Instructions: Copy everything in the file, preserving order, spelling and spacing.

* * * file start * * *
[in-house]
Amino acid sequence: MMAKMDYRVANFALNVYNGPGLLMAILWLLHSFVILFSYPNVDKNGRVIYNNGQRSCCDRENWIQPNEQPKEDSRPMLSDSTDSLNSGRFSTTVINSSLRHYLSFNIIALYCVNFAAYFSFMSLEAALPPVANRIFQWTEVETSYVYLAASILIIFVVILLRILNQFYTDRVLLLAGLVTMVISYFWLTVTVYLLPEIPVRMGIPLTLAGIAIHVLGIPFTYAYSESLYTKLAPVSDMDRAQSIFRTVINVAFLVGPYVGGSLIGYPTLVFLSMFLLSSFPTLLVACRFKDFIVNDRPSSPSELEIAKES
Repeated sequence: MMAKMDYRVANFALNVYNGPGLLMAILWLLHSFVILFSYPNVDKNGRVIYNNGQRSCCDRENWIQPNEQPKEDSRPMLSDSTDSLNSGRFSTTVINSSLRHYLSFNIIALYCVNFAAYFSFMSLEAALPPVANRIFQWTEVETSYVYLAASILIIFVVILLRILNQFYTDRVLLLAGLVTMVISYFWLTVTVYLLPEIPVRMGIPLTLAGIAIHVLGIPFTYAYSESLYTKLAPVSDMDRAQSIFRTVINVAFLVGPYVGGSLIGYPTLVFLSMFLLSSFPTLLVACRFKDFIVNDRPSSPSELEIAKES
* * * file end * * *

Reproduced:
[in-house]
Amino acid sequence: MMAKMDYRVANFALNVYNGPGLLMAILWLLHSFVILFSYPNVDKNGRVIYNNGQRSCCDRENWIQPNEQPKEDSRPMLSDSTDSLNSGRFSTTVINSSLRHYLSFNIIALYCVNFAAYFSFMSLEAALPPVANRIFQWTEVETSYVYLAASILIIFVVILLRILNQFYTDRVLLLAGLVTMVISYFWLTVTVYLLPEIPVRMGIPLTLAGIAIHVLGIPFTYAYSESLYTKLAPVSDMDRAQSIFRTVINVAFLVGPYVGGSLIGYPTLVFLSMFLLSSFPTLLVACRFKDFIVNDRPSSPSELEIAKES
Repeated sequence: MMAKMDYRVANFALNVYNGPGLLMAILWLLHSFVILFSYPNVDKNGRVIYNNGQRSCCDRENWIQPNEQPKEDSRPMLSDSTDSLNSGRFSTTVINSSLRHYLSFNIIALYCVNFAAYFSFMSLEAALPPVANRIFQWTEVETSYVYLAASILIIFVVILLRILNQFYTDRVLLLAGLVTMVISYFWLTVTVYLLPEIPVRMGIPLTLAGIAIHVLGIPFTYAYSESLYTKLAPVSDMDRAQSIFRTVINVAFLVGPYVGGSLIGYPTLVFLSMFLLSSFPTLLVACRFKDFIVNDRPSSPSELEIAKES